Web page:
The Passavant Cotillion

              Chicago’s Ultimate Benefit





By Megan McKinney



Debutante Adele Dunlap Smith, with UN Ambassador Adlai E. Stevenson II, at the 1960 Passavant Cotillion.


When the Passavant Cotillion and Christmas Ball was founded by members of the Woman’s Board of Northwestern Memorial Hospital in 1949, among those most involved in organizing the new benefit was Colleen Moore Hargrave. Following her marriage to Merrill Lynch executive Homer P. Hargrave, the former silent screen star had moved to Chicago, where she was extraordinarily socially and philanthropically active. In 1949, she was also mother of a debutante aged daughter.



Film star Colleen Moore was thought by many, including F. Scott Fitzgerald, to be the original flapper.  Fitzgerald said of her, “I was the spark that lit up Flaming Youth, Colleen Moore was the torch. What little things we are to have caused all that trouble.”  


Mrs. Hargrave was aware that the investment parents make in a child’s lavish debut could be spent in a more productive and lasting way, yet result in an equally lovely celebration. Thus, under her leadership, and that of other Woman’s Board members, the 30-odd Chicago area private coming out parties scheduled for the year were combined in one great ball for the first time—as had been done routinely in Eastern cities—and the money raised was contributed to the hospital.

The first of these annual invitational balls was held on December 23, 1949, at the Stevens Hotel, now the Chicago Hilton, which continues to be home to the Passavant Cotillion and Christmas Ball.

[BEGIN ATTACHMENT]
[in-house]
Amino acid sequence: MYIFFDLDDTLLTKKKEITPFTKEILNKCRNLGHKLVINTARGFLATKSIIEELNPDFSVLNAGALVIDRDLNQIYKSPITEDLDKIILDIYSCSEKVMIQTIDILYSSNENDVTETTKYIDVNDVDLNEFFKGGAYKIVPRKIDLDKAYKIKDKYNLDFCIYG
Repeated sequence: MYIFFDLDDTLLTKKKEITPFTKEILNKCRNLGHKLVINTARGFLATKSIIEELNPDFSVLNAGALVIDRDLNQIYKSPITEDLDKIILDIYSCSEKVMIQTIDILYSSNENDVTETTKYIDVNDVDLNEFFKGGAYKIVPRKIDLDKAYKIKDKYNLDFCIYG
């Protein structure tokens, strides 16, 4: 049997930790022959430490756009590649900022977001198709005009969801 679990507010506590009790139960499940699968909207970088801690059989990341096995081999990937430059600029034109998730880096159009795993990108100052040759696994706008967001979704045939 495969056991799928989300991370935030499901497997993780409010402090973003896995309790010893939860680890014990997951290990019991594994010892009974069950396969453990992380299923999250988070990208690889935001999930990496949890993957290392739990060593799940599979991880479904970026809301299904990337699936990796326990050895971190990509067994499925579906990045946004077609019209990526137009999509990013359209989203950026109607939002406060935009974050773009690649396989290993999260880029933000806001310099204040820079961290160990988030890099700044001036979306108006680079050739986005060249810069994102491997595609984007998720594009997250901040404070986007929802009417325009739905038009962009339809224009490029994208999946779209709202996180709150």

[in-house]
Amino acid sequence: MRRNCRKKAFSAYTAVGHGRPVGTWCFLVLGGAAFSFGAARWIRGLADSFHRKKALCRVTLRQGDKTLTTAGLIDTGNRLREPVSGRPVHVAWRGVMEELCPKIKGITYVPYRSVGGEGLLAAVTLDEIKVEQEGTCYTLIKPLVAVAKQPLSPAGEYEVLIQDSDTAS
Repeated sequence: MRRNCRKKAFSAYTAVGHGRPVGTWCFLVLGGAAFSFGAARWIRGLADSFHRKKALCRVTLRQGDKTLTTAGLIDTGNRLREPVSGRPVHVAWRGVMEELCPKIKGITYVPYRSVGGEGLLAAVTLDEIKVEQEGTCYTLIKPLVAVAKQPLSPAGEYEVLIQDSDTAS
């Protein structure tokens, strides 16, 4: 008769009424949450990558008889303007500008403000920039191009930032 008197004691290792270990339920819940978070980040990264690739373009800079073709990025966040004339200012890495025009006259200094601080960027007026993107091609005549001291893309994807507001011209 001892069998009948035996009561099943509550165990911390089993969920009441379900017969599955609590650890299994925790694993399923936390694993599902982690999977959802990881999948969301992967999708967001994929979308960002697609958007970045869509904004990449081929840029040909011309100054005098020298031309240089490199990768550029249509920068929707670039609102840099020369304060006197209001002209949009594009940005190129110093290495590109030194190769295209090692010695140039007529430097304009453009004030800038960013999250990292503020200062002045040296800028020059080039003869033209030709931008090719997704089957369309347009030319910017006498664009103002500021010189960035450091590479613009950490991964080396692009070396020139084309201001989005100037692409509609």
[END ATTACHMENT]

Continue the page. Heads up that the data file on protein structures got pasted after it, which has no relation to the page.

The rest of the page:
The concept was so sound and the force behind it so powerful, the Passavant Cotillion immediately became the social centerpiece of the holiday season and has been ever since, prevailing even through years when debuts were thought to be “irrelevant.”

We have assembled this collection of photographs from a spectrum of early cotillions, from 1949 through 1965. Classic Chicago readers will find, in these pictures, images of many friends and acquaintances–captioned with their formal names–who were then so touchingly young.



This classic image of Passavant debutantes and their escorts was photographed by Town & Country during the summer of 1949 in national anticipation of Chicago’s first debutante cotillion. Seated lower right is Colleen Moore Hargrave’s daughter, Judith. In the middle row, left to right, are Peggy Dushane, Betty McFarland and Betty Jean McGregor; back row: Barbara Brown, Barbara Wedelstaedt, Bunny Dean, Polly Clancy and Gloria Green.

Escorts, standing left to right: William B. McIlvaine III, Conrad Peterson, Homer P. Hargrave Jr., Charles Rowley Jr. and, seated, Wesley M. Dixon Jr. and George Rutherford.



Props for the Passavant Cotillion’s first Figures in 1949 were frilly white parasols, which mirrored many of the deb gowns fashionable during the era.


Judy Hargrave, later Mrs. R. Jackson Coleman, is the debutante on the far left in the above 1949 photograph.



Thierry L. McCormick and Barbara Brown were able to unwind following her 1949 presentation.



The party was well under way, with guests crowding the Hilton’s Grand Ballroom dance floor, when this picture was taken two years later at the 1951 Cotillion.

debut1Figures props had grown immensely for the 1953 Passavant Cotillion and Christmas Ball.


A segment of the 1954 Figures, with props down to a reasonable size.


This charming photograph was taken moments before the first guests proceeded through the receiving line at the 1959 Passavant Cotillion.



Shaun Cudahy, pictured in 1961, is now Mrs. Andrew Block.



Abra Prentice greeted guests from the receiving line before bowing at the 1961 Passavant Ball. Today, she is Mrs. James P. Wilkin and an active member of the Woman’s Board.



Mrs. Wesley M. Dixon, of the Woman’s Board, fastens the last dress hook for Fredericka Volckens before the 1963 Cotillion.



Jeanette Hunt with her father, Mr. William O. Hunt Sr., in 1963. She is now Mrs. Peter Van Nice.


Julia Foster Winston and Nancy Cramer Ryerson with their fathers during the 1964 Grand March.



Jane Beach in the 1965 Cotillion receiving line.



From the 1965 Cotillion: The third deb from the left is Suzanne Sivage, now Mrs. John J. Borland; she is preceded in line by the late Gretchen Fentress Needham.

Author Photo:

Robert F. Carl